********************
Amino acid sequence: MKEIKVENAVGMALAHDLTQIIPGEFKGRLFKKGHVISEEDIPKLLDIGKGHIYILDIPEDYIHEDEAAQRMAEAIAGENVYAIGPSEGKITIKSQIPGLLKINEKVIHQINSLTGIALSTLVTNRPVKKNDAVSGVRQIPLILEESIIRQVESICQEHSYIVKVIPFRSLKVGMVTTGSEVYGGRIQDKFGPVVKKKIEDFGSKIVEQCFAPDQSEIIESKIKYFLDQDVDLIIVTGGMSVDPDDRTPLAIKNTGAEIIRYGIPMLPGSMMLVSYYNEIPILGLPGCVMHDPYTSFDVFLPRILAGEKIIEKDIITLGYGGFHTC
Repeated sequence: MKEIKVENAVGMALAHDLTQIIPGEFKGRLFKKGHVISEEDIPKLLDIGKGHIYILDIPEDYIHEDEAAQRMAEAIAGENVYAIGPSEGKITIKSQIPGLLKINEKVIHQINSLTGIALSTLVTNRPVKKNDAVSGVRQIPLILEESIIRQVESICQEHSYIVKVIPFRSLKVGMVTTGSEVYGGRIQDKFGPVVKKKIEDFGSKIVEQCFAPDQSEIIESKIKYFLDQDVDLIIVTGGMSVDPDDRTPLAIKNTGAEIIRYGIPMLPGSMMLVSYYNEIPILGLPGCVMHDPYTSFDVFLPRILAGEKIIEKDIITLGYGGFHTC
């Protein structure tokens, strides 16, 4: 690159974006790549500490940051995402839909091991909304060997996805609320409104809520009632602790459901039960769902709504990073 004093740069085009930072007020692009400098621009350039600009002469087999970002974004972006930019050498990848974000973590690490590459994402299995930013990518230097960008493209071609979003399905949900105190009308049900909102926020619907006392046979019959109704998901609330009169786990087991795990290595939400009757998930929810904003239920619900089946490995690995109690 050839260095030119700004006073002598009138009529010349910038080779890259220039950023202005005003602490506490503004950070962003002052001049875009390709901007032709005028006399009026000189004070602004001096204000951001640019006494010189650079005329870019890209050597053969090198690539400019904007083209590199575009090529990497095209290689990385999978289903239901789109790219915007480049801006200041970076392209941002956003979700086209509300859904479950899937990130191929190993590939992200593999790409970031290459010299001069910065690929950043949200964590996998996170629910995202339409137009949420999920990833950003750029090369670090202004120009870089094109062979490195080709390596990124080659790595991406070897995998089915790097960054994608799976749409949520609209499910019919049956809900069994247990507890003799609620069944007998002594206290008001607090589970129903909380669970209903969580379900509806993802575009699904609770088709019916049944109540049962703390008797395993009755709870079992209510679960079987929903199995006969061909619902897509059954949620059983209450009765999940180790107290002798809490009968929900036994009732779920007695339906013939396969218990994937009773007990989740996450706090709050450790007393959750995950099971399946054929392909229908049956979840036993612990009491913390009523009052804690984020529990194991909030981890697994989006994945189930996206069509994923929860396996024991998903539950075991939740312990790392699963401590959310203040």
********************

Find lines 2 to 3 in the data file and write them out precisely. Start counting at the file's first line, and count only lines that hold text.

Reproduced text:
Repeated sequence: MKEIKVENAVGMALAHDLTQIIPGEFKGRLFKKGHVISEEDIPKLLDIGKGHIYILDIPEDYIHEDEAAQRMAEAIAGENVYAIGPSEGKITIKSQIPGLLKINEKVIHQINSLTGIALSTLVTNRPVKKNDAVSGVRQIPLILEESIIRQVESICQEHSYIVKVIPFRSLKVGMVTTGSEVYGGRIQDKFGPVVKKKIEDFGSKIVEQCFAPDQSEIIESKIKYFLDQDVDLIIVTGGMSVDPDDRTPLAIKNTGAEIIRYGIPMLPGSMMLVSYYNEIPILGLPGCVMHDPYTSFDVFLPRILAGEKIIEKDIITLGYGGFHTC
């Protein structure tokens, strides 16, 4: 690159974006790549500490940051995402839909091991909304060997996805609320409104809520009632602790459901039960769902709504990073 004093740069085009930072007020692009400098621009350039600009002469087999970002974004972006930019050498990848974000973590690490590459994402299995930013990518230097960008493209071609979003399905949900105190009308049900909102926020619907006392046979019959109704998901609330009169786990087991795990290595939400009757998930929810904003239920619900089946490995690995109690 050839260095030119700004006073002598009138009529010349910038080779890259220039950023202005005003602490506490503004950070962003002052001049875009390709901007032709005028006399009026000189004070602004001096204000951001640019006494010189650079005329870019890209050597053969090198690539400019904007083209590199575009090529990497095209290689990385999978289903239901789109790219915007480049801006200041970076392209941002956003979700086209509300859904479950899937990130191929190993590939992200593999790409970031290459010299001069910065690929950043949200964590996998996170629910995202339409137009949420999920990833950003750029090369670090202004120009870089094109062979490195080709390596990124080659790595991406070897995998089915790097960054994608799976749409949520609209499910019919049956809900069994247990507890003799609620069944007998002594206290008001607090589970129903909380669970209903969580379900509806993802575009699904609770088709019916049944109540049962703390008797395993009755709870079992209510679960079987929903199995006969061909619902897509059954949620059983209450009765999940180790107290002798809490009968929900036994009732779920007695339906013939396969218990994937009773007990989740996450706090709050450790007393959750995950099971399946054929392909229908049956979840036993612990009491913390009523009052804690984020529990194991909030981890697994989006994945189930996206069509994923929860396996024991998903539950075991939740312990790392699963401590959310203040």